European editorial writers on Thursday weighed in on the European Union summit on the draft constitution and the nomination for a new EU commissioner head.
The Financial Times in Britain warned EU leaders meeting in Brussels on Thursday and Friday not to blow it. The daily acknowledged that the draft EU constitution isn’t terribly exciting and that it’s far from perfect, adding that compromise won’t come easy. But it said that heads of state are doomed to succeed on the constitution because a second failure to pass it as happened last December would expose the EU to the rest of the world as what poker players would call a busted flush.
Les Echos in Paris wondered just how they will do it though. In light of the results of last weekends’ EU parliamentary elections, which sent a strong warning to EU leaders, the daily predicted that the heads of state are going to try to make a virtue out of a necessity since they don’t want to risk a second failure within a week.
On the other hand, Copenhagen’s Berlingske Tidende wrote that EU leaders do need to keep the message sent by voters in the back of their minds during the EU summit. The daily said it doesn’t make sense for the Union to rush ahead without the voters having a say on the issues, because a European project like this needs the support of the people.
The other hot issue on Thursday was whom EU leaders would choose to replace outgoing European Commission President Romano Prodi. London’s The Times suggested that person should be the European Union's foreign policy chief, Javier Solana. Clarifying its position, the paper explained that former Spanish leader José Marie Aznar was tipped for the job as head of the commission nearly two years ago, but that his participation in the Iraq war liquidated his chances. So the paper thought that the best solution would be to nominate another Spaniard, Solana. The former NATO secretary general’s name is already well known and, in the paper’s opinion, he's reliable.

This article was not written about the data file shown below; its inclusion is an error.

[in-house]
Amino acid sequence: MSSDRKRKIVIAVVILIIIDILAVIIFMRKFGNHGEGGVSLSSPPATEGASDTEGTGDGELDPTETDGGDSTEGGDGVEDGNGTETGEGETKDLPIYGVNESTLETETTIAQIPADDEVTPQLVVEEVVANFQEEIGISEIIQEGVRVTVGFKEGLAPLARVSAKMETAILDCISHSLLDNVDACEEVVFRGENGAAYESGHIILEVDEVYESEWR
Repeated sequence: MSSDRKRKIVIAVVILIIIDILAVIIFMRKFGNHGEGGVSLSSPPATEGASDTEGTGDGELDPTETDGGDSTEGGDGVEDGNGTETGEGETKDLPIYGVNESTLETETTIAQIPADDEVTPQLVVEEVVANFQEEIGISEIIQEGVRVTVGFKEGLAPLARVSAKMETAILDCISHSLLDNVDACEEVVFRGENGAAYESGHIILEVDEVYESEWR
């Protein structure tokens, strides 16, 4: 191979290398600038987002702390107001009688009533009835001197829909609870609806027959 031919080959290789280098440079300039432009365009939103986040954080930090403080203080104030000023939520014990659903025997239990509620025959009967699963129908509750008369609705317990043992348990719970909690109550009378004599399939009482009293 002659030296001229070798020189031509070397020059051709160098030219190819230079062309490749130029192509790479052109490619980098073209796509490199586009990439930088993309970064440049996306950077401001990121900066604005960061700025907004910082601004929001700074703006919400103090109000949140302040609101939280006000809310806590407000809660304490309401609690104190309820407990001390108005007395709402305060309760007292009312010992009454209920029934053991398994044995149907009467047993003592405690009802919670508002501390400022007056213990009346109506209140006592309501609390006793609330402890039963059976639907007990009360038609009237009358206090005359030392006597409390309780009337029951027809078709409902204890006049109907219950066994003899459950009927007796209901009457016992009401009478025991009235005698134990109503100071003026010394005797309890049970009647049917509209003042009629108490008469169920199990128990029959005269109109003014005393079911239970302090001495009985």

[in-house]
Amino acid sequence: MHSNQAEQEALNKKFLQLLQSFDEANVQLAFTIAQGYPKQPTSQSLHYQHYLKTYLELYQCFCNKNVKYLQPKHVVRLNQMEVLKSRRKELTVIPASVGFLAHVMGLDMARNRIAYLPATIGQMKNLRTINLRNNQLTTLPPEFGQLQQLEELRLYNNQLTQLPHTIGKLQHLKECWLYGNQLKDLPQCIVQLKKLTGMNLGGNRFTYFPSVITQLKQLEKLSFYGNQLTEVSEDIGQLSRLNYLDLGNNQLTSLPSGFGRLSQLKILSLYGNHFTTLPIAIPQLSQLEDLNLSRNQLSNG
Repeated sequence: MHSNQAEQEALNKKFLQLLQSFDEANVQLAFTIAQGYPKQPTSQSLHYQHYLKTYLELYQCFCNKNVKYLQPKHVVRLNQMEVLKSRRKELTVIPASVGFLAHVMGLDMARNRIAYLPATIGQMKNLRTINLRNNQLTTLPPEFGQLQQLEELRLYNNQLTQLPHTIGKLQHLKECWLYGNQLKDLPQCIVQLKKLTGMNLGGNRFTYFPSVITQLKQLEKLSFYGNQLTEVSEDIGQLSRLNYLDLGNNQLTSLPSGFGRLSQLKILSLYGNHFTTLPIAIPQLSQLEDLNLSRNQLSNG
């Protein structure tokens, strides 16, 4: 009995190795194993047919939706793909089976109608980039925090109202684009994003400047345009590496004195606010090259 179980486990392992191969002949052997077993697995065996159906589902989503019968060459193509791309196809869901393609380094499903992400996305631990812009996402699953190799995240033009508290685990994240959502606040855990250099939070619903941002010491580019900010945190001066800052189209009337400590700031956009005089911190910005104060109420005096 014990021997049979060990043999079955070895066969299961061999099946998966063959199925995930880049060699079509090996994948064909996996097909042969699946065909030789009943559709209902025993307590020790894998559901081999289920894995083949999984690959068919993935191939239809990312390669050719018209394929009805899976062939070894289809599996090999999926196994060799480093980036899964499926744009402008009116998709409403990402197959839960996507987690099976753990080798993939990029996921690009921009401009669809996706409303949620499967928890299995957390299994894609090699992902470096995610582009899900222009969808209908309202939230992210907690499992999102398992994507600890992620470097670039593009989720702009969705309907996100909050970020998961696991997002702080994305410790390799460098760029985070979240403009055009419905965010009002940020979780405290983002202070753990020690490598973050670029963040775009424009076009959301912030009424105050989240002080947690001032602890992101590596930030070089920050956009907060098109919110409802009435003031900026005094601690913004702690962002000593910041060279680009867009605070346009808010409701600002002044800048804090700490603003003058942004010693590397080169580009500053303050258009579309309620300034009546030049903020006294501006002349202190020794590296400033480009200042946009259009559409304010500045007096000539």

Germany’s Frankfurter Rundschau said that efforts by several countries led by Germany and France to put Belgian Prime Minster Guy Verhofstadt in the top commissioner’s seat will fail. Instead, it suggested, more time should be taken to speak with all political groups. They know who they want, namely, Luxembourg’s Jean-Claude Juncker. The paper wrote that it shouldn’t be too difficult to lure him to Brussels.